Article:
An excellent report on the current thinking (hfk)
Posted on May 1, 2015 by iMFdirect
On April 15-16, the IMF organized the third conference on “Rethinking Macro Policy.”
Here are my personal take aways.
1. What will be the “new normal”?
I had asked the panelists to concentrate not on current policy challenges, but on challenges in the “new normal.” I had implicitly assumed that this new normal would be very much like the old normal, one of decent growth and positive equilibrium interest rates. The assumption was challenged at the conference.
On the one hand, Ken Rogoff argued that what we were in the adjustment phase of the “debt supercycle.” Such financial cycles, he argued, end up with debt overhang, which in turn slows down the recovery and requires low interest rates for some time to maintain sufficient demand. Under that view, while it may take a while for the overhang to go away, more so in the Euro zone than in the United States, we should eventually return to something like the old normal.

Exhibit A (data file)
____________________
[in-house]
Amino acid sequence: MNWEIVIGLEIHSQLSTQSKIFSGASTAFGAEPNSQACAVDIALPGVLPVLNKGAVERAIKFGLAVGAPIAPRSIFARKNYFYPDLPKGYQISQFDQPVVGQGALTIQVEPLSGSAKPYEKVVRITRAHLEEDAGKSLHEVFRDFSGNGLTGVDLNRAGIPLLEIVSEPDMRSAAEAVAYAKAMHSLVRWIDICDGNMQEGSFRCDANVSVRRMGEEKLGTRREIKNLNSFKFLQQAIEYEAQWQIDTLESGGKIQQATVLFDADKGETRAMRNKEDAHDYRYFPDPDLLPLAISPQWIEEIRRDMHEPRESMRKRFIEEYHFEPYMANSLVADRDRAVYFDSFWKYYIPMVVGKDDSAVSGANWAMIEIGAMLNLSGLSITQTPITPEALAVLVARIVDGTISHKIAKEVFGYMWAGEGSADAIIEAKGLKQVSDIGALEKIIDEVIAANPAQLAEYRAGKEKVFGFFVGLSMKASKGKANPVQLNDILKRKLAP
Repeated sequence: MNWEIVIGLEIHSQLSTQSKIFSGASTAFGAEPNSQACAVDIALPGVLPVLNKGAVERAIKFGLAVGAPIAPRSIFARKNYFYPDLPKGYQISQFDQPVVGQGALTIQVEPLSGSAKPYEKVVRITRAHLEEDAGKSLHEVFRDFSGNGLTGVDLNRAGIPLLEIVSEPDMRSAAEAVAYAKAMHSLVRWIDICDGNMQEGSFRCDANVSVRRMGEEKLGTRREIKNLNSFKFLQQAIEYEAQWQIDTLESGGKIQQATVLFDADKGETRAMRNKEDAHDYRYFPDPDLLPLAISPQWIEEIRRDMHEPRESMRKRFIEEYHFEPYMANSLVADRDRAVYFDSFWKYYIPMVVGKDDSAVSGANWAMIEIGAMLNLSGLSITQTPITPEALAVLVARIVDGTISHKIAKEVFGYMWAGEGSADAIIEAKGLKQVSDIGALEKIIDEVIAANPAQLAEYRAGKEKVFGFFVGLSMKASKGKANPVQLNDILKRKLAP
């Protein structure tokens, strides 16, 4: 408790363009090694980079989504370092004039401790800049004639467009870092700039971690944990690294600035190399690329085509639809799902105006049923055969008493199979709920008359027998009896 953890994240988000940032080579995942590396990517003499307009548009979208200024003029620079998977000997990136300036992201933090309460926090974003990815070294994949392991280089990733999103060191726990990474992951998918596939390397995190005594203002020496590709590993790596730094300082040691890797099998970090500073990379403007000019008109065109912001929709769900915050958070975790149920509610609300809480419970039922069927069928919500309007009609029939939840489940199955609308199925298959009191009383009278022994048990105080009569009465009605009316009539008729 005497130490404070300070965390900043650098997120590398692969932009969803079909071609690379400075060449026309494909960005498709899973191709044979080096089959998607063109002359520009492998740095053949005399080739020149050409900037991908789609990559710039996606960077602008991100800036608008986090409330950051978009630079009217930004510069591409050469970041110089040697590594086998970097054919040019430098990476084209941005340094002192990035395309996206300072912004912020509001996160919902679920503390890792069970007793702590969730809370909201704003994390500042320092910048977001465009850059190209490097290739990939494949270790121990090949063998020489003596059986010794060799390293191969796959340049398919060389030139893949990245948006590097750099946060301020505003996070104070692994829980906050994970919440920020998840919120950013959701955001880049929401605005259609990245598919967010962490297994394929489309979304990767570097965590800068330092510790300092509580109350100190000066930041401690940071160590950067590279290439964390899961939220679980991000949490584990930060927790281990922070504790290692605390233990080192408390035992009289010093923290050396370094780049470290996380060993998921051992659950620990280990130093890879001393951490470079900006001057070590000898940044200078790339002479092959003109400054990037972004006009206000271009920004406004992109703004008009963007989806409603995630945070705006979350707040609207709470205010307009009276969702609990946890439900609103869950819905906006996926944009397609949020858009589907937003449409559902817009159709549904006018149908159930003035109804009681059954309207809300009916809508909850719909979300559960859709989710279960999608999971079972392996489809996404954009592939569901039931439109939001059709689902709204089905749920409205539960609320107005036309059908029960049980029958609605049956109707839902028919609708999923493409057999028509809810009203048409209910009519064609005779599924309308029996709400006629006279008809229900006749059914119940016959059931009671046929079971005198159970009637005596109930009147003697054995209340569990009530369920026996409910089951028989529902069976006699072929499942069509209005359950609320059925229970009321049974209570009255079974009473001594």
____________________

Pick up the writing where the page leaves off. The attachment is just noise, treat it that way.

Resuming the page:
On the other hand, Larry Summers argued that, while debt overhang was clearly relevant, more was going on. He expanded on his secular stagnation hypothesis, arguing that, in the context of a chronic excess of saving over investment, keeping the economy at potential may well require very low or even negative real interest rates. He pointed out that real interest rates had started declining long before the crisis, and pointed also to the further decline in long rates since he first stated this hypothesis at an IMF conference last year. If he is right, the new normal will not be like the old normal. Den Rest des Beitrags lesen »